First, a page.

The Supreme Court has by now ruled in around thirty FX loans’ cases. There are however still on-going FX loan cases in the courts, some of them related to consumer information such as Directive 87/102/EEC The Consumer Credit Directive, Directive 93/13/EEC The Unfair Terms Directive and Directive 2005/29/EC The Unfair Commercial Practices Directive
The peculiarity of the Icelandic FX loans saga is that from the first borrowers had political support, very much contrary to other countries where FX loans have been common. This is partly due to the fact the Icelandic households have long been highly indebted, which has to a certain degree tilted sympathy towards debtors rather than towards those who are trying to save money.
Croatia, Hungary and Poland
The fight of Croatian FX borrowers have their own organisation, the Franc Association but their fight has been arduous, as covered earlier on Icelog. Already last year, Franc won a case against eight banks, all foreign or foreign-owned subsidiaries: UniCredit – Zagrebačka Banka, Intesa SanPaolo – Privredna Banka Zagreb, Erste & Steiermärkische Bank, Raiffeisenbank Austria, Hypo Alpe-Adria-Bank, OTP Bank, Société Générale – Splitska banka and Sberbenk.
The banks were found to have violated customer protection law by not informing clients properly. Further, the Croatian government has now decided to freeze interest rates for one year while further solutions will be sought, with banks forced to take a write-down on these loans.
In Hungary, where FX loans were among the most widespread in Eastern Europe before the 2008 crash, the government ordered banks last year to fix conversion of euro and CHF loans into Hungarian florints to a rate well below market levels. Following the recent CHF deprivation the government has said that no further action will be taken.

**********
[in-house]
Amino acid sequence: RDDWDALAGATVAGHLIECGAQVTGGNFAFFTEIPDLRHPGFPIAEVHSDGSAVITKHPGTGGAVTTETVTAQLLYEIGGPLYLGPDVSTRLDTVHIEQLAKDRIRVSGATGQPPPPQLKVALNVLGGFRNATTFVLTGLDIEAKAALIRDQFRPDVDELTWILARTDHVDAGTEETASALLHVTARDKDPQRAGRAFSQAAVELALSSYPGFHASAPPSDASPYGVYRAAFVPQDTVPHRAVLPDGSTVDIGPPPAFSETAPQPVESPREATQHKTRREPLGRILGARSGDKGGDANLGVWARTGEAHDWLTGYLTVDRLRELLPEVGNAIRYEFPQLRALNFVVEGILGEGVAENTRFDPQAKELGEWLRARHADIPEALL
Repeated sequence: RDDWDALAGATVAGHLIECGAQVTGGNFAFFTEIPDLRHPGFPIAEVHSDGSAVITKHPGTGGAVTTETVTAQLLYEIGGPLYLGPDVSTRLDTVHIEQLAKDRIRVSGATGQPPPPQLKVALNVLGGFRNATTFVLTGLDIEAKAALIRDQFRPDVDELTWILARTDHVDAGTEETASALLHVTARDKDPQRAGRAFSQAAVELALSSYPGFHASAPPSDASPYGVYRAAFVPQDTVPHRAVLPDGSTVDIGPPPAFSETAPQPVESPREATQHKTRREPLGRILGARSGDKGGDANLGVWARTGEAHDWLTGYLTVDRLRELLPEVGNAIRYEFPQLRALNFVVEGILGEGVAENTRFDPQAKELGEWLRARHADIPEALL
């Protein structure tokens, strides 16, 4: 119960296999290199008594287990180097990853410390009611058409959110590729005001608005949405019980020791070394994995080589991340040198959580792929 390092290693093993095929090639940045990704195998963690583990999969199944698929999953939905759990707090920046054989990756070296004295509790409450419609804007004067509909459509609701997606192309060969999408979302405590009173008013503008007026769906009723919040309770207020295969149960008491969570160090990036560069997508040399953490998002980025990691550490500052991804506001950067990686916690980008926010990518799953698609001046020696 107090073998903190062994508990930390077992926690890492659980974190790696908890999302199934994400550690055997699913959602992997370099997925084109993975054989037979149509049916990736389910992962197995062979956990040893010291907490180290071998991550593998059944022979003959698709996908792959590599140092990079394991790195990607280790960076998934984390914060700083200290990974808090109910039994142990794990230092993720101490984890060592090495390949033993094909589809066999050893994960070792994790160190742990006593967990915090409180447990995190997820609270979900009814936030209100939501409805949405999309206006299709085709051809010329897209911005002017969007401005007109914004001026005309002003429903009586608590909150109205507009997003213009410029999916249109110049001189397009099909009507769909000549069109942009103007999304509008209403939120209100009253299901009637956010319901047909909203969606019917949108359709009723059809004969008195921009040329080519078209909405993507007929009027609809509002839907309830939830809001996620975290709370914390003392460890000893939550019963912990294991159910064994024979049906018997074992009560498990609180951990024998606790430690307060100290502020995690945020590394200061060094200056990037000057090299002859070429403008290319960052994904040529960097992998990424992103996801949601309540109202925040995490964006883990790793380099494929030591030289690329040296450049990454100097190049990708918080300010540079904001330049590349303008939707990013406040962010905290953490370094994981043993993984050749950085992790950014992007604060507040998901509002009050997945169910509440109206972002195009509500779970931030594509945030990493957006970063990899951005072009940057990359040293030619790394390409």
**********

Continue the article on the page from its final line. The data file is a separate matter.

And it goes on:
Polish FX loans have not been issued since the financial crisis of 2008 but the number of loans before that had been high, which means that many are still suffering their effect. Last year, governor of the Polish Central Bank Marek Belka said these loans were a ticking time-bomb. It certainly has blown up now with the CHF appreciation. The Polish government is now seeking a solution and regulators are investigating collusion on lending terms among the banks issuing the FX loans.
The underlying mechanism of FX loans
Although FX loan sagas vary in details from country to country the general mechanism is everywhere the same, always with four actors involved: international financial institutions looking for interest margins; investors, often called “Belgian dentists,” i.e. wealthy individuals looking for moderate-risk long-term investments; domestic financial institutions (often foreign subsidiaries) selling domestic currency, looking to lend in FX; domestic borrowers looking for low-interest loans.
The FX loans are normally marketed to middle or low-income earners in small or transition economies, recently been liberalised, with unstable currency or where the currency lacks credibility – and/or where interest rates are high. The banks issuing the loans are often, but not always, foreign banks, operating in a weak legal environment with weak or no customer protection.
There are certainly FX loans in other countries, such as the UK but there they have mostly been issued to wealthy borrowers often financing property deals abroad. The situation can certainly be painful for those individuals but these loans are anomalous, hitting only a very limited part of borrowers. In France, many local councils are struggling with CHF loans and fighting financial institutions in court, again clearly a major problem for the councils but now following the general pattern of FX loans listed above.
The general description above fits Australia, New Zealand, Iceland – and the countries where many borrowers have been sorely struggling with FX/CHF loans since 2008, i.a. Poland, Croatia, Hungary and other countries. With the exception of Iceland these countries have been fighting the banks for years, often with limited or only very late success. Only the recent CHF appreciation has finally managed to clearly demonstrate the calamity these loans are for normal borrowers with income only in their domestic currency.